Taking these elements of the law into account, and also considering the practical difficulties in processing applications for citizenship in a short period of time, my recommendation is to replace the quota system as now formulated in the draft law by a system which gives precedence to privileged groups in the naturalization process. To clarify this idea, I submit the following scheme for your consideration:
1) After the adoption of the law, the naturalization of those categories mentioned in Articles 11, 12 and 13 will be processed as much as possible during the remainder of 1994 and 1995.
2) As of 1 January 1996, naturalization procedures will start for all those who have been residing in Latvia for more than 20 years;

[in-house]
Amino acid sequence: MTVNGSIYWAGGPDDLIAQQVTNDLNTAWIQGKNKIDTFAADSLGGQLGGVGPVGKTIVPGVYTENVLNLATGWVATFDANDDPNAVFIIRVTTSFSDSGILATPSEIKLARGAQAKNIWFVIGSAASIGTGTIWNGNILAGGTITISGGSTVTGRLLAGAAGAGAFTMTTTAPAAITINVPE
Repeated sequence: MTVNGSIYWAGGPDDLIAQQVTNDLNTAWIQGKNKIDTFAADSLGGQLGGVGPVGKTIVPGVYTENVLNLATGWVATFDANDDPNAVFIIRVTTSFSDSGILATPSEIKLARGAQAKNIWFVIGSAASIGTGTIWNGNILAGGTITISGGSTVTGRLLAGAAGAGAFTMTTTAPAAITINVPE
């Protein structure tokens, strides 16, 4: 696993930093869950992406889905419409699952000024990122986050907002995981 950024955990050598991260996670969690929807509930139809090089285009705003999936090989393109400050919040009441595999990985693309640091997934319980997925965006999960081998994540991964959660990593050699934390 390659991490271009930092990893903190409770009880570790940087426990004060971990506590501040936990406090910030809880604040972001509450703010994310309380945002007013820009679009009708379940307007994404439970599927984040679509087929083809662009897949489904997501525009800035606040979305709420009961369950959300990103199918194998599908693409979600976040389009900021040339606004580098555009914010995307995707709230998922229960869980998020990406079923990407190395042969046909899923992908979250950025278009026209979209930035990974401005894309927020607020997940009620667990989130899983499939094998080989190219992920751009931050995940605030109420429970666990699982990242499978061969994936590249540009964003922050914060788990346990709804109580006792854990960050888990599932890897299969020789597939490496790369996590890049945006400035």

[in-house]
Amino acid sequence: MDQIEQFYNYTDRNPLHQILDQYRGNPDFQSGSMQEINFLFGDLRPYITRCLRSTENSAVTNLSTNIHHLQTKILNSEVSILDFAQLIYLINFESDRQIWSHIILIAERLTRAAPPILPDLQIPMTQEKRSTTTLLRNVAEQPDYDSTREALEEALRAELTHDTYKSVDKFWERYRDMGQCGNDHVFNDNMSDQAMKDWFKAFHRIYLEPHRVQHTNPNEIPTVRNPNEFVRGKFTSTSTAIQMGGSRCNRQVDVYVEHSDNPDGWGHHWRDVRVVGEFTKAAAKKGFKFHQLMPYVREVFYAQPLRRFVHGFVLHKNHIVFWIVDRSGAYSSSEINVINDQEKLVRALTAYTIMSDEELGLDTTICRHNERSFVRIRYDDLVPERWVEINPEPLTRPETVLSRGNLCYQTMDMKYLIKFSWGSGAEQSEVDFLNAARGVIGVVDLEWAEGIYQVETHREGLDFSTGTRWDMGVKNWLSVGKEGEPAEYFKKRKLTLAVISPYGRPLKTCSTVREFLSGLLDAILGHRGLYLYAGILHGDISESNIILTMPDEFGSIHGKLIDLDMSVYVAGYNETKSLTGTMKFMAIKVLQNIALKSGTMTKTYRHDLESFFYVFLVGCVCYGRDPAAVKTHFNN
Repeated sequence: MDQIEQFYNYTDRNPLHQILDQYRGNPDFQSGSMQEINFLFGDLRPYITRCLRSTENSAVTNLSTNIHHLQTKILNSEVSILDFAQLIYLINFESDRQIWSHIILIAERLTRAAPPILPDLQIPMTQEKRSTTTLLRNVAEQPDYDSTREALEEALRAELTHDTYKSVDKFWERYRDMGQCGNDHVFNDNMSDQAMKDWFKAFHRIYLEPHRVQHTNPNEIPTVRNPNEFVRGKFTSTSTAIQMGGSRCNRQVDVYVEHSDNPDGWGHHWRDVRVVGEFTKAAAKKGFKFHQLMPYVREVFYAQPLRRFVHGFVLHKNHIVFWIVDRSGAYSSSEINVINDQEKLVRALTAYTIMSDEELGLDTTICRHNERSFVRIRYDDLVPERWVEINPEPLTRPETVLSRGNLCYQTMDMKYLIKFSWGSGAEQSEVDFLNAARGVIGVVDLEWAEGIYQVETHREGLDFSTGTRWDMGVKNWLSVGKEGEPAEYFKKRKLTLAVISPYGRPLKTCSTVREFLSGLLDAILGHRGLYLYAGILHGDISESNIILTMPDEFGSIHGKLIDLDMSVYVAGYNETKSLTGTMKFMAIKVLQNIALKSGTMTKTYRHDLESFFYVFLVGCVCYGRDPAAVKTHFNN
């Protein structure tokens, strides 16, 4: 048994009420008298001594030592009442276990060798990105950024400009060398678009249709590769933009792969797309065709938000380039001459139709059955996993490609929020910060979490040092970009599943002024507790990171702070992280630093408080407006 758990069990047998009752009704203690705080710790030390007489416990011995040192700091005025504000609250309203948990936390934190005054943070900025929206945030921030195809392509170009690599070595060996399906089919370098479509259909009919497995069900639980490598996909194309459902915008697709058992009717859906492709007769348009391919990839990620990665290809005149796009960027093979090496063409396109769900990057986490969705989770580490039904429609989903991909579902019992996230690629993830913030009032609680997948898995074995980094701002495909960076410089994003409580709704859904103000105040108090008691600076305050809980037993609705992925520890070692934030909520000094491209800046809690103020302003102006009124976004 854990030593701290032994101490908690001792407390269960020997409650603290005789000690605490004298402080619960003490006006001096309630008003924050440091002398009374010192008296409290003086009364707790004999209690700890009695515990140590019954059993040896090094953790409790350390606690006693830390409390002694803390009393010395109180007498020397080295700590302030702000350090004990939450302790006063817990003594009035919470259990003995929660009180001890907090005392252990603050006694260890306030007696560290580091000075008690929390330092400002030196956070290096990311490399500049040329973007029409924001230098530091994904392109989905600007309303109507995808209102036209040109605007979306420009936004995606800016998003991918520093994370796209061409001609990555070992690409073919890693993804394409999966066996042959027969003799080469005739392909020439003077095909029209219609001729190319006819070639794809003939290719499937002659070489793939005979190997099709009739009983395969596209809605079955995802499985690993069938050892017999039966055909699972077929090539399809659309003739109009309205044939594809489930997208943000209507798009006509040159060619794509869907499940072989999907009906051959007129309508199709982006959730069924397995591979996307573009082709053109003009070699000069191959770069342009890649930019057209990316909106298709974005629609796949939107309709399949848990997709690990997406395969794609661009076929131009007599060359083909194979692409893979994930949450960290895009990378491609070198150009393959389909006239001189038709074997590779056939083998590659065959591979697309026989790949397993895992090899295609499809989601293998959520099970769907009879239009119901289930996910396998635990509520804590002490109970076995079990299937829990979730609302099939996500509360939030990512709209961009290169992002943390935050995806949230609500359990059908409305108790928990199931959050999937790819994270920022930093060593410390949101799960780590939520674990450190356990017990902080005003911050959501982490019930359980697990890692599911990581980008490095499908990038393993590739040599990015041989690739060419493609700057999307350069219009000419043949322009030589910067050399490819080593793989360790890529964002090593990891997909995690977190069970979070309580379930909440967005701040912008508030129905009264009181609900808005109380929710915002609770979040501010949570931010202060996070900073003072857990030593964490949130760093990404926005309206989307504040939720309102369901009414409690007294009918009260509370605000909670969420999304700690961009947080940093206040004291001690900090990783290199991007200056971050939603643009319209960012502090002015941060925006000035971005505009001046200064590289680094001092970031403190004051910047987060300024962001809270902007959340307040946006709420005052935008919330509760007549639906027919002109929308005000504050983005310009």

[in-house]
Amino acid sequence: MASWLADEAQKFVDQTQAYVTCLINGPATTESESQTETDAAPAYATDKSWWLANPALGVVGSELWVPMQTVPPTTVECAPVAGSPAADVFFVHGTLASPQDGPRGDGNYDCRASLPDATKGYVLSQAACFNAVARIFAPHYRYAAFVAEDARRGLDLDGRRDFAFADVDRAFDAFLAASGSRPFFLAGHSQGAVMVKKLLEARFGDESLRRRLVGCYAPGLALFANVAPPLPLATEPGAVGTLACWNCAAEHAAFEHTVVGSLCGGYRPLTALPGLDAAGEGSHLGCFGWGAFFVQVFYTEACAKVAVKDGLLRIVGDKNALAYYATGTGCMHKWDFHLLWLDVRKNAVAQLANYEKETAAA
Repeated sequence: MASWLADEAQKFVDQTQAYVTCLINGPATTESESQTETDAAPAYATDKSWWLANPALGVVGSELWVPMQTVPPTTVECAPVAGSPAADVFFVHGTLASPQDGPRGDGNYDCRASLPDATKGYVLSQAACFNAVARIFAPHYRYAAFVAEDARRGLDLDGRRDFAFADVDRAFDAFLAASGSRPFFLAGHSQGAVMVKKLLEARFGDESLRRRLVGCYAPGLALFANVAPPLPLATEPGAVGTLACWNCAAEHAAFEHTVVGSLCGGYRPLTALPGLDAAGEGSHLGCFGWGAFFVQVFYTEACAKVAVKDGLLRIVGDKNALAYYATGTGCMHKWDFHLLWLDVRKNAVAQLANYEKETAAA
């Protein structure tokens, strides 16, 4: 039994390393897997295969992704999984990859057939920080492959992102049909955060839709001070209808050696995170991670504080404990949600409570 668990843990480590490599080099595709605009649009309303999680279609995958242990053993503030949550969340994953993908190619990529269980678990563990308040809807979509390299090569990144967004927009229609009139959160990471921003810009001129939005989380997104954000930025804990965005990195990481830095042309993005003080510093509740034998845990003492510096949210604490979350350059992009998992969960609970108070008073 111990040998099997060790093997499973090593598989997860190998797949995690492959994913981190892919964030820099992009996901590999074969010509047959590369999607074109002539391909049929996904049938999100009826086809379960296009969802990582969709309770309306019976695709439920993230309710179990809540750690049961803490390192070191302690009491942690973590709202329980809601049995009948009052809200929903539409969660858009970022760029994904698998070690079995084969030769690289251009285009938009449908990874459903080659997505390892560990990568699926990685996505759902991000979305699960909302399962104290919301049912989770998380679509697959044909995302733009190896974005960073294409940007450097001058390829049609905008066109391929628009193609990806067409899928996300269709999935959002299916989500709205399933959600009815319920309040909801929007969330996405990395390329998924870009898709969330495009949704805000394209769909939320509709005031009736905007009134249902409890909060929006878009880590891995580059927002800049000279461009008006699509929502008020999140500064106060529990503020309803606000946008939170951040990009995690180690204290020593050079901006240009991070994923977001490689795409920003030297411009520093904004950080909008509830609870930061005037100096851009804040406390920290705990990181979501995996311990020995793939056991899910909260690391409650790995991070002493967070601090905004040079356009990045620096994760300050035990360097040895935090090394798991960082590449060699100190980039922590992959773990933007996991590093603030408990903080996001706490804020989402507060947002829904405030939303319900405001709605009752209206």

3) As of 1 January 1997, naturalization procedures will start for all those who have been residing in Latvia for more than 15 years; and
4) As of 1 january 1998, naturalization procedures will start for all those who have been residing in Latvia for more than 10 years.
The advantage of this formula would be, on the one hand, that a gradual system of naturalization would be maintained, but that at the same time non-Latvian residents would have certainty about their chances of acquiring citizenship.
I now turn to some other aspects of the law. Let me, before doing so, remark that I have not tried to cover all aspects of the law, being aware that the Council of Europe has been asked to make its comments.
Article 10: As regards the proposed criteria for naturalization, I would like to make the following comments:
In my April recommendations, I have argued (point 3) for a residence requirement of five years. At the same time, I have noted that a residence requirement of ten years would, in practice, not make a considerable difference for the vast majority of non-citizens, as they already fulfil also this longer residence requirement.